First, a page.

This Avocado Storing Hack Is More Dangerous Than You'd Think

Here are three easy methods to prevent browning instead.

Westend61/Getty Images
Westend61/Getty Images

When you slice into a perfectly ripe avocado, you likely find yourself in the common predicament of how to keep the other half as green and fresh as the one you're using. A recent TikTok trend had us all believing this problem was solved. All you do is submerge the cut avocado in a sealed container full of water in the fridge for a perfectly green avocado days later. But, after further investigation, we can't recommend it.

A representative for the FDA told Good Morning America that any residual human pathogens left on the surface of the avocado skin (like listeria or salmonella) might multiply in the water, which could lead to dangerous food-borne illnesses.

Plus, you're left with a water-logged avocado.

Instead of taking your avocado for an overnight swim, here are three other ways to save cut avocados for your next avocado toast, avocado salad, or guacamole.

Hacks for Keeping Cut Avocados Green

When an avocado is cut open, an enzyme in the flesh reacts with oxygen and creates a brown pigment called melanin, turning the outermost layer a brown hue. While it's completely safe to eat, it can appear somewhat unappetizing. So, to prevent oxidation, you'll need to create a barrier between the avocado and open air.

After seeing all of the storage hacks the internet has to offer, we decided to test out the three most popular (and safest) methods to figure out the top performer. Of course, before using any of these tactics, be sure to thoroughly rinse the fruit to get rid of any dirt or bacteria on the skin.

Best for Guacamole: Store With Cut Onions

For this hack, we tried placing an avocado face-up in a sealed container with cut red onions before storing in the fridge. In theory, the vapors released when the onion is cut (think tearing-up as you chop an onion) should prevent the surface from browning.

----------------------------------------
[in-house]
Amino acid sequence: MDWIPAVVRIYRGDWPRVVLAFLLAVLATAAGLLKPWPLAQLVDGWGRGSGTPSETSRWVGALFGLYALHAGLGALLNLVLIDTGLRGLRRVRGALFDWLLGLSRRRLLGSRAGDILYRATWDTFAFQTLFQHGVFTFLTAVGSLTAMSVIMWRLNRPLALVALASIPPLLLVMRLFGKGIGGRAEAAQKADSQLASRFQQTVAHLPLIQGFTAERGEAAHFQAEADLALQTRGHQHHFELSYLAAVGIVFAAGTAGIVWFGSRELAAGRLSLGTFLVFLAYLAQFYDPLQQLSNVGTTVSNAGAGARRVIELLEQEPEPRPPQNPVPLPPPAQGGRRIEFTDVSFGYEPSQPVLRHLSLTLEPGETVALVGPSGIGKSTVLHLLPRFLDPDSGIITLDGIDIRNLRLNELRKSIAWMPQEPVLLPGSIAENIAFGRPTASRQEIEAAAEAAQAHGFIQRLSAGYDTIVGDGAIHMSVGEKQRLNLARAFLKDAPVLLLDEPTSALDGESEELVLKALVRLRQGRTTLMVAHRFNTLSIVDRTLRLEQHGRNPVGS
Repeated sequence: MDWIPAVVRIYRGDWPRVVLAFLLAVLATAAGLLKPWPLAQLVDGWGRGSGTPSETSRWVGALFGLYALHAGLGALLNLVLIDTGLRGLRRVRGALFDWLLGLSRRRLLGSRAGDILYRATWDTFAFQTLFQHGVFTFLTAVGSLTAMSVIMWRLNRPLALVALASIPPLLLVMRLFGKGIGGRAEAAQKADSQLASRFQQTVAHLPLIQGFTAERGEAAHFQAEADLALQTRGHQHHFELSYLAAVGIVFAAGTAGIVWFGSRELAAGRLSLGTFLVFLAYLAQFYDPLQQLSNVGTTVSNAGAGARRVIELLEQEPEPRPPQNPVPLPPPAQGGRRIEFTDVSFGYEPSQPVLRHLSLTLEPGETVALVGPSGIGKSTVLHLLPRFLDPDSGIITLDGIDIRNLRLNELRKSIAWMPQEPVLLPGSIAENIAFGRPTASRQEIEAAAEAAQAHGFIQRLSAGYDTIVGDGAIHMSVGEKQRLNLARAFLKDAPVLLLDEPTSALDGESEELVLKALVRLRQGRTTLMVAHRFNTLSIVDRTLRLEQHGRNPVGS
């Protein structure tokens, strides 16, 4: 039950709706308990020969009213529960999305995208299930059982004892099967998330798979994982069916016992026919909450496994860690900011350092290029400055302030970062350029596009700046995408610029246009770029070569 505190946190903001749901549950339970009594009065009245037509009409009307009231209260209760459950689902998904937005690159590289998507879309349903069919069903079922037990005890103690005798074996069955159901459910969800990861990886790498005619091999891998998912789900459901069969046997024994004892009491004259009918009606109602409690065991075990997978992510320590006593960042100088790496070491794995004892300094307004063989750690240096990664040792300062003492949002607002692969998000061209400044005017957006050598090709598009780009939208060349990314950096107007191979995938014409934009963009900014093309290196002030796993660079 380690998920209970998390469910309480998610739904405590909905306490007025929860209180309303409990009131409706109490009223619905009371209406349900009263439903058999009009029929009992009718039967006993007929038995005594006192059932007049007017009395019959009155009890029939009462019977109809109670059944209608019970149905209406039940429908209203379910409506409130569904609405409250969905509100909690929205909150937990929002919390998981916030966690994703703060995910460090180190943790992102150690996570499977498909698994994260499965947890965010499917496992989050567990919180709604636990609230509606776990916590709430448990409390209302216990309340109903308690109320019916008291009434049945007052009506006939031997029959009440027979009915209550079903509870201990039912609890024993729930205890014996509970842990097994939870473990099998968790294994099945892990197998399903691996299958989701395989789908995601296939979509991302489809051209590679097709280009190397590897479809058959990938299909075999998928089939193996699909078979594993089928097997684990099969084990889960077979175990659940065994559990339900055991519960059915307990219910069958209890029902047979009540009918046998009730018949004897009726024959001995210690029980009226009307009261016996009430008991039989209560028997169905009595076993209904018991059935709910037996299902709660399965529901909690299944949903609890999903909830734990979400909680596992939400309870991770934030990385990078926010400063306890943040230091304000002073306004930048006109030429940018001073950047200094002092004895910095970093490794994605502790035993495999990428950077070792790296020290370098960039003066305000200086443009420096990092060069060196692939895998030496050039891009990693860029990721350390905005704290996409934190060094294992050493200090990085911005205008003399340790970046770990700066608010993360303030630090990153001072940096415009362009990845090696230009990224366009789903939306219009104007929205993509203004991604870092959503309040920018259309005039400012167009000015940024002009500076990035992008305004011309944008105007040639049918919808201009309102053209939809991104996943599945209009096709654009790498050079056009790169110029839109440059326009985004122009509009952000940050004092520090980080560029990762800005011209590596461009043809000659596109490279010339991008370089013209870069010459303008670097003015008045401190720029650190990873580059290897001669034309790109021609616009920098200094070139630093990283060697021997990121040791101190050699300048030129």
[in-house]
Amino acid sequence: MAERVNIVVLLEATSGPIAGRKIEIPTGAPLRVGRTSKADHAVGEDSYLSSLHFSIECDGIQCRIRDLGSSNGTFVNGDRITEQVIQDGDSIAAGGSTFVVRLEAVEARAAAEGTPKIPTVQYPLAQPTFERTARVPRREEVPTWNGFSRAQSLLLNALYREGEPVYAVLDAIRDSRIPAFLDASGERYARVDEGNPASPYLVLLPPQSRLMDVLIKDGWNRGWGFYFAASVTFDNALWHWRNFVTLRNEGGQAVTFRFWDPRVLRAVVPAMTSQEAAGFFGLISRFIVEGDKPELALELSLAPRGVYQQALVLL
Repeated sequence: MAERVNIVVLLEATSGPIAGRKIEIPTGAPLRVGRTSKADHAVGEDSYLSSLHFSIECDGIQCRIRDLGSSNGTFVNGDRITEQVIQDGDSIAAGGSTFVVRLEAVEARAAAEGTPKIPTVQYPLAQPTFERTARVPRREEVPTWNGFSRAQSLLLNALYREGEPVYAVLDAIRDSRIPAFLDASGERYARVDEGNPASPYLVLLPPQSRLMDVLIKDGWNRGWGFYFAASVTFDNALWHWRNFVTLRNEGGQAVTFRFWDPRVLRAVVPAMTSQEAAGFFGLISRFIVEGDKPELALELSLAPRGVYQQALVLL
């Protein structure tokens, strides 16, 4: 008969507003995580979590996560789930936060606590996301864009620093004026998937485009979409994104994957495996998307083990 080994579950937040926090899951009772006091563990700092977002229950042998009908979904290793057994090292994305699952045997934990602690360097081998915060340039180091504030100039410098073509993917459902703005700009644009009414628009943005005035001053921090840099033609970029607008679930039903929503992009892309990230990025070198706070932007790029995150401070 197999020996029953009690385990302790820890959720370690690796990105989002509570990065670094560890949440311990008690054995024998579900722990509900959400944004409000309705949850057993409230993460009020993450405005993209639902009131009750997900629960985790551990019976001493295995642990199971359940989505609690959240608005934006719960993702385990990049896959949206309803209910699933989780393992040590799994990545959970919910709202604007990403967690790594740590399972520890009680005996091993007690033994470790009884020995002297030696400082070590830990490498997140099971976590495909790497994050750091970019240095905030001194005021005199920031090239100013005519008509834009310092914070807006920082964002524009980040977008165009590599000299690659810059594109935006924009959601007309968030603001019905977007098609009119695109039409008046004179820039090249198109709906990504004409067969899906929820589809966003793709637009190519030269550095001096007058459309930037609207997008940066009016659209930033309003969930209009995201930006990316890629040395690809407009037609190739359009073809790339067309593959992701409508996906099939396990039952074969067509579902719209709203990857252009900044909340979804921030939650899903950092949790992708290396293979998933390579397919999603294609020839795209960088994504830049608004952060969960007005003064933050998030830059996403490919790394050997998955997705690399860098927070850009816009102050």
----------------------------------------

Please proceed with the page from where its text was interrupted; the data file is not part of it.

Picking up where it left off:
This tactic worked surprisingly well, leaving us with a green avocado five days later. Because the avocado flesh never comes in contact with the onions, it doesn't take on a lot of onion flavor. But, just in case, save this trick for savory uses of your avocado to avoid any onion funk in your chocolate avocado pudding or gooey avocado brownies.

Bonus: the pre-cut onions are ready to be thrown into a fresh guacamole.


For More Immediate Use: Use Lemon Juice

For this method, we simply squeezed a bit of lemon juice on the surface of the avocado before storing in an airtight container in the fridge. Whether you have a lemon or a lime handy in your kitchen, the acidity in the citrus juice should slow down the oxidation process, keeping the avocado green after opening.

While the lemon juice-coated avocado stayed green from days one through three, it turned out browner than the others by the five-day mark. The lemon juice doesn't affect the flavor drastically, but it does offer a tinge of brightness. For a morning avocado toast, this method can be a good storing option, especially if you regularly keep lemons in the house.

Easiest Method: Coat with Avocado Oil

The last method we tried also turned out to be our favorite. We sprayed the surface of a cut avocado with avocado oil olive oil works here, too) before storing in an airtight container in the fridge. Not only was this hack fast and easy, it actually kept the avocado in the best shape through the five-day test. Just a quick little spritz of oil was enough to create a barrier from the air, preventing oxygen from reacting with the flesh.

Better yet, the avocado oil doesn't introduce any new flavors to the avocado itself, keeping it just as sweet and buttery as the first day it's opened. If you're anything like us, this trick might make you have an "oh, duh" moment.

All three methods were successful, but the one best suited for you might just depend on what's available in your kitchen. Whichever hack you go with, you can rest easy knowing there are ways to keep these finicky fruits from going to waste.

Read the original article on All Recipes.